But in this case there is both a technological argument to be made, as well as a geopolitical / moral one, that the company’s wider mission: “Tesla’s mission is to accelerate the world’s transition to sustainable energy” is a more than valid justification for wanting to support the company, in any way possible, including through the purchase of it’s purportedly overvalued shares.

That kind of goodwill is the x-factor that is now being twisted into a justification for pumping GameStop (GME) into the stratosphere, beyond the kind of overvaluations that either Amazon or Tesla ever enjoyed (and that’s saying a lot!) while downplaying the “dump” part of the “pump & dump” scenario.

Of course here’s the tragic part; the dump phase always comes, and in reality, is the whole point. Next… ooopsy, while writing this the dump started with GME in the form of a drop from around $500 per share to $226.

For a sub-$20 stock, of course, that’s still extremely high and there will no doubt be gyrations in both directions before the final drop back to obscurity.

Twas ever thus, but still not nice

But the tragedy is in the idea, bandied about in the media and amplified in social media infinitely, that there are “Robin Hood” actors in this game (not the company but the dude in the forest in the movie).

In the end there may be a few that knew all along that “dump” was an integral and necessary part of pump & dump and I am sure there will be plenty of celebration of their “genius” exploits.

But the focus from any of us in the media should be at the tragedy of those that got lost in the hype and stupidity and chose to offer themselves up to the gods of GameStop, the market and Reddit’s r/wallstreetbets as cannon fodder:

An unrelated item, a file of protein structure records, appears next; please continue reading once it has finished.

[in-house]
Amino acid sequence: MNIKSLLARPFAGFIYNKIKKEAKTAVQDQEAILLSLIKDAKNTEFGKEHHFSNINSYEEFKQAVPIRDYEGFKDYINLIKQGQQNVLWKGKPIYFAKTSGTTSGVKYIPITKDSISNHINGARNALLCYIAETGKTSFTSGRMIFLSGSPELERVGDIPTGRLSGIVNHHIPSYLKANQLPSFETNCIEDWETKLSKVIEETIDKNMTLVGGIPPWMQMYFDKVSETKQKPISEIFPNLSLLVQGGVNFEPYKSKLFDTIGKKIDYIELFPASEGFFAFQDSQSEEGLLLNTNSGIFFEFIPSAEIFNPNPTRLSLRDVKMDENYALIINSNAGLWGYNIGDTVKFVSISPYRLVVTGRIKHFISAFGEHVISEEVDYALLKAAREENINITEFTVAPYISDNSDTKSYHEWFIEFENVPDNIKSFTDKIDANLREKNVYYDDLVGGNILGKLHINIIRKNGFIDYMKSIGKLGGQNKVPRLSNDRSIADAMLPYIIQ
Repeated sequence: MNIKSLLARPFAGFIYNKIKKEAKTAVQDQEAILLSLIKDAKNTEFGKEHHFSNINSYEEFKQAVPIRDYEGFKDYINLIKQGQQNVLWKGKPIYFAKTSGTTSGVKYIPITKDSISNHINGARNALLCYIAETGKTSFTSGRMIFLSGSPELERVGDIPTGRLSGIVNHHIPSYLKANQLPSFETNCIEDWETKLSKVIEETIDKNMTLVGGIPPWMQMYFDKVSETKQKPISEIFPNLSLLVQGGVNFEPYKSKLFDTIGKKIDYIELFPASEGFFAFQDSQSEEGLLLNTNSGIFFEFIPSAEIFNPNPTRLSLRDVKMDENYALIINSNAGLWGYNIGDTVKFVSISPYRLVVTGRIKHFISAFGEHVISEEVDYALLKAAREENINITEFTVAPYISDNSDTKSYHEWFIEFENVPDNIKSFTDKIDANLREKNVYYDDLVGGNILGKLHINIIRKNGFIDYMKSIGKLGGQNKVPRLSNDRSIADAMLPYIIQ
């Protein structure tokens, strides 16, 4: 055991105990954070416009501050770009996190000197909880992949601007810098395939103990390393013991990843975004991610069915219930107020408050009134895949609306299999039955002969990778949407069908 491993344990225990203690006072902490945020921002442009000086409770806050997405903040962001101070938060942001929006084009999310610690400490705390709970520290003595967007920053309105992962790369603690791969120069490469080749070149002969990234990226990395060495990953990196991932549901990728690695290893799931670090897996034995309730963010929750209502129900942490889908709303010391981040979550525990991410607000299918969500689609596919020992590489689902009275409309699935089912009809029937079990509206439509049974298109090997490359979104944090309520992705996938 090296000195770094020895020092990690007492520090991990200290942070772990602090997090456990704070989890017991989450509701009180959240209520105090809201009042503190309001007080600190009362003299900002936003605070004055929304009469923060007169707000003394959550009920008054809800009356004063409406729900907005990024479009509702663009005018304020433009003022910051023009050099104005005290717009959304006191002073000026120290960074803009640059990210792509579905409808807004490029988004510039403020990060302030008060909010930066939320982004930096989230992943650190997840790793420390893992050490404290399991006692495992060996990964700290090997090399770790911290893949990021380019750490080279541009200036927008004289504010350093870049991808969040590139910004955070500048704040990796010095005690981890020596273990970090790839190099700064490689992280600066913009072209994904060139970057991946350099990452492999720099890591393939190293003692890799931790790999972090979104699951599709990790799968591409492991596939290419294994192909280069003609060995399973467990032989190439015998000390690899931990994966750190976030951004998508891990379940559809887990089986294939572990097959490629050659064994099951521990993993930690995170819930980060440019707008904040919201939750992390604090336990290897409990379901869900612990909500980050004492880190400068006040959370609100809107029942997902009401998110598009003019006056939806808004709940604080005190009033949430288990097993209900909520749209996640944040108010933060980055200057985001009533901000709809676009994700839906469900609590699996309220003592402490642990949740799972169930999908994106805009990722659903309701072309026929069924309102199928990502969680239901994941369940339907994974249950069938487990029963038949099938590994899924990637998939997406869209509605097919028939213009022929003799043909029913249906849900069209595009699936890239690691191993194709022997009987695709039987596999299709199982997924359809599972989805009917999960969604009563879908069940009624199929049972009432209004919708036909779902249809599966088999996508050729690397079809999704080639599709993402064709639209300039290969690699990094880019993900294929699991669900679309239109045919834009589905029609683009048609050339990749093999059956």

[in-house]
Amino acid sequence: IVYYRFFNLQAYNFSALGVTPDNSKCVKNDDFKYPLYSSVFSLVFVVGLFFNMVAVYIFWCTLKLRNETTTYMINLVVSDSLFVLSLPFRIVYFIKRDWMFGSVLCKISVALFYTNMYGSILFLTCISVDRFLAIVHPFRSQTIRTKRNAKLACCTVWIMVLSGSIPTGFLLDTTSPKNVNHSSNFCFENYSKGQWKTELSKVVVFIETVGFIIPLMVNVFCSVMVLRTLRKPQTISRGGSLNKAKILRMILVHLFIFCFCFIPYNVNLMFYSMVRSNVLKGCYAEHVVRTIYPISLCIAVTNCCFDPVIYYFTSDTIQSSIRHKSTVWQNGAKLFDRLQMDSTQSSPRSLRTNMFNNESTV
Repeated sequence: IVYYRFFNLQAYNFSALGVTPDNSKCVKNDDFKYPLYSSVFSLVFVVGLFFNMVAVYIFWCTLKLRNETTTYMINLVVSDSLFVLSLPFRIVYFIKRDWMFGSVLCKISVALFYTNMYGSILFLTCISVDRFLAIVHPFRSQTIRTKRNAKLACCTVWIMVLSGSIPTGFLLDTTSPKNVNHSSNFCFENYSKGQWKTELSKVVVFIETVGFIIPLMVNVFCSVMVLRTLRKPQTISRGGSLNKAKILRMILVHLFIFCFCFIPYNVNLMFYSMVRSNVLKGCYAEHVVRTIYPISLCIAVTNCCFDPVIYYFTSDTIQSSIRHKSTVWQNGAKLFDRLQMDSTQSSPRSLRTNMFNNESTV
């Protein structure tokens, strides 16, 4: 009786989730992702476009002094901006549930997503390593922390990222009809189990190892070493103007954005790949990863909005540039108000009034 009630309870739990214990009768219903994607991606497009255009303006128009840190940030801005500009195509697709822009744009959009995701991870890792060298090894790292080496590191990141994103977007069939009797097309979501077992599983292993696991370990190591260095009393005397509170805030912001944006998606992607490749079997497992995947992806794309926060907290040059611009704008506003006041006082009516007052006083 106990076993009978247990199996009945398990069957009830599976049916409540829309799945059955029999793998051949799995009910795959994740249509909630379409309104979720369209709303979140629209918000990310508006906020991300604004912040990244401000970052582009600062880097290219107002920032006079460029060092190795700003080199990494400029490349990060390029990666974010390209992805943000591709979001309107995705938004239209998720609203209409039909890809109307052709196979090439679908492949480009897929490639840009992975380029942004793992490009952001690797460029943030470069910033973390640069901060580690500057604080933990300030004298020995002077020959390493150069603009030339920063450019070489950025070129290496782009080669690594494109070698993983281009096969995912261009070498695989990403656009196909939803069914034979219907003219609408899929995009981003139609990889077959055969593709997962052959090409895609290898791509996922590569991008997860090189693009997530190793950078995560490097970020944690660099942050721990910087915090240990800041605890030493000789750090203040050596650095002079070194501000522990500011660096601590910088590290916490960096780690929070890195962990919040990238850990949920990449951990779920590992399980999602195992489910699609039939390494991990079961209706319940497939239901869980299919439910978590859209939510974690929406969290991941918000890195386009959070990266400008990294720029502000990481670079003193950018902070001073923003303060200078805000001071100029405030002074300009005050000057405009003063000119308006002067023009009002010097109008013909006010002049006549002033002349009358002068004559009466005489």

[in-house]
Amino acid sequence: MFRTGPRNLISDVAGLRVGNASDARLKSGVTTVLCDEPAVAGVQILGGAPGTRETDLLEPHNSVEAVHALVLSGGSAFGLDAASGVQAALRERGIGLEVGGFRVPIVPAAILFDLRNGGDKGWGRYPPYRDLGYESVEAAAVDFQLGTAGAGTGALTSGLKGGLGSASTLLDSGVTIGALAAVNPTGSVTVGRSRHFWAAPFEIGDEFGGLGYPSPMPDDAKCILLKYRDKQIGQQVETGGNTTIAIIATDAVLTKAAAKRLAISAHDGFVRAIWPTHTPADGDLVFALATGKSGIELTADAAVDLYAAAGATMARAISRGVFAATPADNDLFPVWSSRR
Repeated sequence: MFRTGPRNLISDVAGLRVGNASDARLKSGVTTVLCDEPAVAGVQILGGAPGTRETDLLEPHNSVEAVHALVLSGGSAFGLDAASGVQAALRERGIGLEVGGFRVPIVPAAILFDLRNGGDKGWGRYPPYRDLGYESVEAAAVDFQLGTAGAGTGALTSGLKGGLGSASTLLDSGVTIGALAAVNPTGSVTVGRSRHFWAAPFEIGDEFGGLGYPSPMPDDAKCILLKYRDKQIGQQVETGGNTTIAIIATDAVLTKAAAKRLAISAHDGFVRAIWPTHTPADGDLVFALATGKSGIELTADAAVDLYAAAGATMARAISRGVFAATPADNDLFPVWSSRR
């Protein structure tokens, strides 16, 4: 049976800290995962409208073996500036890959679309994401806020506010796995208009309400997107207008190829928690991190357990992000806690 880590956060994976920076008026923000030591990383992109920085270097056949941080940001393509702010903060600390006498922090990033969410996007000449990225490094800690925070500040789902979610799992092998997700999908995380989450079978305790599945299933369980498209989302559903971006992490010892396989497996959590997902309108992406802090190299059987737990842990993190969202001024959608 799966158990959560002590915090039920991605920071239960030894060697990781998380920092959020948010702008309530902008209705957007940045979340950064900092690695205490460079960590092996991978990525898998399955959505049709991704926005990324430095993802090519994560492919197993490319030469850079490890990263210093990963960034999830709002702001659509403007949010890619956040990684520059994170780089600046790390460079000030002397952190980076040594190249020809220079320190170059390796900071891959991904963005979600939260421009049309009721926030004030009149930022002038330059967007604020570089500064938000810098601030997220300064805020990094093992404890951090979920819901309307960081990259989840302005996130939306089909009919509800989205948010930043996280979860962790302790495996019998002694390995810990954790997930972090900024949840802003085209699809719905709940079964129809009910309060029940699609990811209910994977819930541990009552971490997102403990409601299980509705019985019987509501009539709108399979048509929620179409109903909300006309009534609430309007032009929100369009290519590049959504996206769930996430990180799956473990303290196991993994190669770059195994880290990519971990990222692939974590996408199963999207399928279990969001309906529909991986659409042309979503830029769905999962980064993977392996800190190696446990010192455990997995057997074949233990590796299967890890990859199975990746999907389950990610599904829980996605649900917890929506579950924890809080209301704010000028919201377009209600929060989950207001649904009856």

”I was in my early teens during the ’08 crisis. I vividly remember the enormous repercussions that the reckless actions by those on Wall Street had in my personal life, and the lives of those close to me. I was fortunate – my parents were prudent and a little paranoid, and they had some food storage saved up. When that crisis hit our family, we were able to keep our little house, but we lived off of pancake mix, and powdered milk, and beans and rice for a year. Ever since then, my parents have kept a food storage, and they keep it updated and fresh.”

”I bought shares a few days ago. I dumped my savings into GME, paid my rent for this month with my credit card, and dumped my rent money into more GME (which for the people here at WSB, I would not recommend). And I’m holding. This is personal for me, and millions of others.”

”You can drop the price of GME after hours $120, I’m not going anywhere. You can pay for thousands of reddit bots, I’m holding. You can get every mainstream media outlet to demonize us, I don’t care. I’m making this as painful as I can for you”.

ssauron on Reddit

Emphasis mine